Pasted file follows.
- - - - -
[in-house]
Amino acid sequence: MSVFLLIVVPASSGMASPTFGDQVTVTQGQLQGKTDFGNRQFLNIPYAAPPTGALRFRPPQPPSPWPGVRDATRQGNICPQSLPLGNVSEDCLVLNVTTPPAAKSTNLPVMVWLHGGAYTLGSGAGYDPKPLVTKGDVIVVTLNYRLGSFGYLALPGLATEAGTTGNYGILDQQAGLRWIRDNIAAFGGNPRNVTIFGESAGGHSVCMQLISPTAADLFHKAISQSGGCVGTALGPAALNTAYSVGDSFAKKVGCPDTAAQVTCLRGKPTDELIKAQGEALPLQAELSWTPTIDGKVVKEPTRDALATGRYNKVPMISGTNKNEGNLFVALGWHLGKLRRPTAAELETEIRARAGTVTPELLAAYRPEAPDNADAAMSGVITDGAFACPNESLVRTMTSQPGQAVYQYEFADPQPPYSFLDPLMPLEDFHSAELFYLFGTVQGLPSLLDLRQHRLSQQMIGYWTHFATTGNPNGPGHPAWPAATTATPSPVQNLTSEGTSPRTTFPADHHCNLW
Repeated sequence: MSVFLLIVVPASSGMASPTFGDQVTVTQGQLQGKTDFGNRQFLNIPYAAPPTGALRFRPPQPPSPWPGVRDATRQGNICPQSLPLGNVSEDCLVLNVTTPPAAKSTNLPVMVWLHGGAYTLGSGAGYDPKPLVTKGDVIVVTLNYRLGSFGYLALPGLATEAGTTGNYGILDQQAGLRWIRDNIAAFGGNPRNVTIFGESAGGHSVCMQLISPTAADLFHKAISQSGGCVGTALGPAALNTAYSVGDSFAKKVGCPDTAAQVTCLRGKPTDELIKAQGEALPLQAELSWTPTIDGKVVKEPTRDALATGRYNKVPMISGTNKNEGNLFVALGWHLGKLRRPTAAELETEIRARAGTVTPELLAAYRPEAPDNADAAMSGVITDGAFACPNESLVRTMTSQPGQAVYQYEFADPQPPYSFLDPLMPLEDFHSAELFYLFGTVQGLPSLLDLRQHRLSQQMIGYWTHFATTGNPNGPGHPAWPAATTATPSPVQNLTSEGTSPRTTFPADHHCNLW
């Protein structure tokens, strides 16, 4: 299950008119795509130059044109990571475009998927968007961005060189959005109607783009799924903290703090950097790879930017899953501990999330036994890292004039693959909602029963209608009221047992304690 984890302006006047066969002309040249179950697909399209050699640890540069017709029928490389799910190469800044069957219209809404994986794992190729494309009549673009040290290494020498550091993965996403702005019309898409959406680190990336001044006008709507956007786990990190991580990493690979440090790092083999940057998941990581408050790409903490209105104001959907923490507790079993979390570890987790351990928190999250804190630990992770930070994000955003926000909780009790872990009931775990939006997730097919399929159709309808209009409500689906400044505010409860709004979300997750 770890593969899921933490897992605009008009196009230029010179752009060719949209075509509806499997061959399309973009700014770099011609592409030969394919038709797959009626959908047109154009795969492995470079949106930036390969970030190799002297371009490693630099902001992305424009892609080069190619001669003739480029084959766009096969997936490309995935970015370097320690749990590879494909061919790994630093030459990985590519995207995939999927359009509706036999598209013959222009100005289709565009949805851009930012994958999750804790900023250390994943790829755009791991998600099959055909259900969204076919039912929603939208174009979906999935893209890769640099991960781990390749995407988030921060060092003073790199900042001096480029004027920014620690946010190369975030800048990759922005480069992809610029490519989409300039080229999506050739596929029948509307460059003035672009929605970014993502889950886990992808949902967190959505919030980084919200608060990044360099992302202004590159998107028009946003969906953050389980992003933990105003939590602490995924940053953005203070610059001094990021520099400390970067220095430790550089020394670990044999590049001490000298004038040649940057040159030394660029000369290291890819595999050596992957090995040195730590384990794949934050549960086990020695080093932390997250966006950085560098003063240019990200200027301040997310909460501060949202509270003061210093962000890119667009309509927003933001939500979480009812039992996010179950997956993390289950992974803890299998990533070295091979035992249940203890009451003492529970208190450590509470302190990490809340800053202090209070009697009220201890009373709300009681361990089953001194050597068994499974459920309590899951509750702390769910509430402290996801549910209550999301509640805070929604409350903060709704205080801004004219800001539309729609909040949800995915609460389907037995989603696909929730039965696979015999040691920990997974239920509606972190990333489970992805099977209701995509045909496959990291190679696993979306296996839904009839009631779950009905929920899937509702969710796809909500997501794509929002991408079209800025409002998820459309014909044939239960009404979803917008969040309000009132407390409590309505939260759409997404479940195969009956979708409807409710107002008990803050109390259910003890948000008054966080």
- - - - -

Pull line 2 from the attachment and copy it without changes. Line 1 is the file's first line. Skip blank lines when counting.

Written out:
Amino acid sequence: MSVFLLIVVPASSGMASPTFGDQVTVTQGQLQGKTDFGNRQFLNIPYAAPPTGALRFRPPQPPSPWPGVRDATRQGNICPQSLPLGNVSEDCLVLNVTTPPAAKSTNLPVMVWLHGGAYTLGSGAGYDPKPLVTKGDVIVVTLNYRLGSFGYLALPGLATEAGTTGNYGILDQQAGLRWIRDNIAAFGGNPRNVTIFGESAGGHSVCMQLISPTAADLFHKAISQSGGCVGTALGPAALNTAYSVGDSFAKKVGCPDTAAQVTCLRGKPTDELIKAQGEALPLQAELSWTPTIDGKVVKEPTRDALATGRYNKVPMISGTNKNEGNLFVALGWHLGKLRRPTAAELETEIRARAGTVTPELLAAYRPEAPDNADAAMSGVITDGAFACPNESLVRTMTSQPGQAVYQYEFADPQPPYSFLDPLMPLEDFHSAELFYLFGTVQGLPSLLDLRQHRLSQQMIGYWTHFATTGNPNGPGHPAWPAATTATPSPVQNLTSEGTSPRTTFPADHHCNLW